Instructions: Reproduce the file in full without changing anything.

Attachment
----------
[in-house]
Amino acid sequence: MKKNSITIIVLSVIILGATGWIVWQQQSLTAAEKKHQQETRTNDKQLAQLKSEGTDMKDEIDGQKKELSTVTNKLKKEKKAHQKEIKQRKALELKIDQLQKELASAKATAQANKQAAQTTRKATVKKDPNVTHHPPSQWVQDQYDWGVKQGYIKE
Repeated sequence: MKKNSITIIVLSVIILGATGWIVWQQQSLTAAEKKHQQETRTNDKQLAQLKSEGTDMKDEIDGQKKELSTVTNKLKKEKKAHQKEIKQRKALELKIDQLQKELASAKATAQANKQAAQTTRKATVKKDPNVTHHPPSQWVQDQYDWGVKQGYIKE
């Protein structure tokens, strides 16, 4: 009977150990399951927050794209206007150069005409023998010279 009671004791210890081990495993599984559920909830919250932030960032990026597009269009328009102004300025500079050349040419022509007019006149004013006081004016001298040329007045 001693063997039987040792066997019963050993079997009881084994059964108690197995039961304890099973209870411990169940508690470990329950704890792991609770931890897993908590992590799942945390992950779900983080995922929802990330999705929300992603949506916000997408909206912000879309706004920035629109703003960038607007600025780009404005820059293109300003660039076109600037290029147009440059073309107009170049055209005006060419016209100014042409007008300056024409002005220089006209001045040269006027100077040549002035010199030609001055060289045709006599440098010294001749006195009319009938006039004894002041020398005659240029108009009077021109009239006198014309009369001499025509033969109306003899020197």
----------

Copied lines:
[in-house]
Amino acid sequence: MKKNSITIIVLSVIILGATGWIVWQQQSLTAAEKKHQQETRTNDKQLAQLKSEGTDMKDEIDGQKKELSTVTNKLKKEKKAHQKEIKQRKALELKIDQLQKELASAKATAQANKQAAQTTRKATVKKDPNVTHHPPSQWVQDQYDWGVKQGYIKE
Repeated sequence: MKKNSITIIVLSVIILGATGWIVWQQQSLTAAEKKHQQETRTNDKQLAQLKSEGTDMKDEIDGQKKELSTVTNKLKKEKKAHQKEIKQRKALELKIDQLQKELASAKATAQANKQAAQTTRKATVKKDPNVTHHPPSQWVQDQYDWGVKQGYIKE
């Protein structure tokens, strides 16, 4: 009977150990399951927050794209206007150069005409023998010279 009671004791210890081990495993599984559920909830919250932030960032990026597009269009328009102004300025500079050349040419022509007019006149004013006081004016001298040329007045 001693063997039987040792066997019963050993079997009881084994059964108690197995039961304890099973209870411990169940508690470990329950704890792991609770931890897993908590992590799942945390992950779900983080995922929802990330999705929300992603949506916000997408909206912000879309706004920035629109703003960038607007600025780009404005820059293109300003660039076109600037290029147009440059073309107009170049055209005006060419016209100014042409007008300056024409002005220089006209001045040269006027100077040549002035010199030609001055060289045709006599440098010294001749006195009319009938006039004894002041020398005659240029108009009077021109009239006198014309009369001499025509033969109306003899020197």